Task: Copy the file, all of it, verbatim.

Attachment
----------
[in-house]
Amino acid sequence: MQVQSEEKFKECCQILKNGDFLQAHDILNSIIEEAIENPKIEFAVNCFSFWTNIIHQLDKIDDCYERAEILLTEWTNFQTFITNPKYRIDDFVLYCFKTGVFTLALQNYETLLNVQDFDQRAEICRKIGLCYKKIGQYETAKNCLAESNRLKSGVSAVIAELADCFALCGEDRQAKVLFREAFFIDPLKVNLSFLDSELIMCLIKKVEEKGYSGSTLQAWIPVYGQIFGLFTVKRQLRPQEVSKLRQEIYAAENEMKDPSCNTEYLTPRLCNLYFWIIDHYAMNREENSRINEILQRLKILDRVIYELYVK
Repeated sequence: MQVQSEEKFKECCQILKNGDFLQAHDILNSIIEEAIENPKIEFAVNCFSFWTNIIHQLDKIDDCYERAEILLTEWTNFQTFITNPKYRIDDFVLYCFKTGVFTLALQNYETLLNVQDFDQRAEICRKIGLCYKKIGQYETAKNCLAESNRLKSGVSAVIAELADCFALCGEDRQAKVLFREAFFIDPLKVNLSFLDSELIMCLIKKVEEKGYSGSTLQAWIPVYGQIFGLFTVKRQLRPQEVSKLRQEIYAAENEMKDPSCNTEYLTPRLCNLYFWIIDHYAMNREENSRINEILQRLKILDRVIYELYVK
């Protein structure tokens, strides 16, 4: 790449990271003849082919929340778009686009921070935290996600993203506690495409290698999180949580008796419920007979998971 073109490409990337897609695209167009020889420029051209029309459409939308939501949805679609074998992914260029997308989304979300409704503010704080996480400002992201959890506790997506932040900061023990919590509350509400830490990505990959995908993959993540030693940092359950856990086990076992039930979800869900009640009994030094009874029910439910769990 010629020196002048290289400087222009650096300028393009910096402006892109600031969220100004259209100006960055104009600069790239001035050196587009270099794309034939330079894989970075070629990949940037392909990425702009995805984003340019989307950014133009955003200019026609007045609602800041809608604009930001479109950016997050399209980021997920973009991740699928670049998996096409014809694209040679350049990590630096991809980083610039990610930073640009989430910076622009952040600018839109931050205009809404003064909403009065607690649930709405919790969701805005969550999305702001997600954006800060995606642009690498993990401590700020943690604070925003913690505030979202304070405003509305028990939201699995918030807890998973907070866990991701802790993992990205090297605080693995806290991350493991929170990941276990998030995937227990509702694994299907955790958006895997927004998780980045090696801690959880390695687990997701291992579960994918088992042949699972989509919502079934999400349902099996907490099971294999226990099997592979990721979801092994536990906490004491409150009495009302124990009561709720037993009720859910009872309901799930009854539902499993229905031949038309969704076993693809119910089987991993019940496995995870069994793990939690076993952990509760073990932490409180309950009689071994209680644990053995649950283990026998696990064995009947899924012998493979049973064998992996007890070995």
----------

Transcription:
[in-house]
Amino acid sequence: MQVQSEEKFKECCQILKNGDFLQAHDILNSIIEEAIENPKIEFAVNCFSFWTNIIHQLDKIDDCYERAEILLTEWTNFQTFITNPKYRIDDFVLYCFKTGVFTLALQNYETLLNVQDFDQRAEICRKIGLCYKKIGQYETAKNCLAESNRLKSGVSAVIAELADCFALCGEDRQAKVLFREAFFIDPLKVNLSFLDSELIMCLIKKVEEKGYSGSTLQAWIPVYGQIFGLFTVKRQLRPQEVSKLRQEIYAAENEMKDPSCNTEYLTPRLCNLYFWIIDHYAMNREENSRINEILQRLKILDRVIYELYVK
Repeated sequence: MQVQSEEKFKECCQILKNGDFLQAHDILNSIIEEAIENPKIEFAVNCFSFWTNIIHQLDKIDDCYERAEILLTEWTNFQTFITNPKYRIDDFVLYCFKTGVFTLALQNYETLLNVQDFDQRAEICRKIGLCYKKIGQYETAKNCLAESNRLKSGVSAVIAELADCFALCGEDRQAKVLFREAFFIDPLKVNLSFLDSELIMCLIKKVEEKGYSGSTLQAWIPVYGQIFGLFTVKRQLRPQEVSKLRQEIYAAENEMKDPSCNTEYLTPRLCNLYFWIIDHYAMNREENSRINEILQRLKILDRVIYELYVK
């Protein structure tokens, strides 16, 4: 790449990271003849082919929340778009686009921070935290996600993203506690495409290698999180949580008796419920007979998971 073109490409990337897609695209167009020889420029051209029309459409939308939501949805679609074998992914260029997308989304979300409704503010704080996480400002992201959890506790997506932040900061023990919590509350509400830490990505990959995908993959993540030693940092359950856990086990076992039930979800869900009640009994030094009874029910439910769990 010629020196002048290289400087222009650096300028393009910096402006892109600031969220100004259209100006960055104009600069790239001035050196587009270099794309034939330079894989970075070629990949940037392909990425702009995805984003340019989307950014133009955003200019026609007045609602800041809608604009930001479109950016997050399209980021997920973009991740699928670049998996096409014809694209040679350049990590630096991809980083610039990610930073640009989430910076622009952040600018839109931050205009809404003064909403009065607690649930709405919790969701805005969550999305702001997600954006800060995606642009690498993990401590700020943690604070925003913690505030979202304070405003509305028990939201699995918030807890998973907070866990991701802790993992990205090297605080693995806290991350493991929170990941276990998030995937227990509702694994299907955790958006895997927004998780980045090696801690959880390695687990997701291992579960994918088992042949699972989509919502079934999400349902099996907490099971294999226990099997592979990721979801092994536990906490004491409150009495009302124990009561709720037993009720859910009872309901799930009854539902499993229905031949038309969704076993693809119910089987991993019940496995995870069994793990939690076993952990509760073990932490409180309950009689071994209680644990053995649950283990026998696990064995009947899924012998493979049973064998992996007890070995």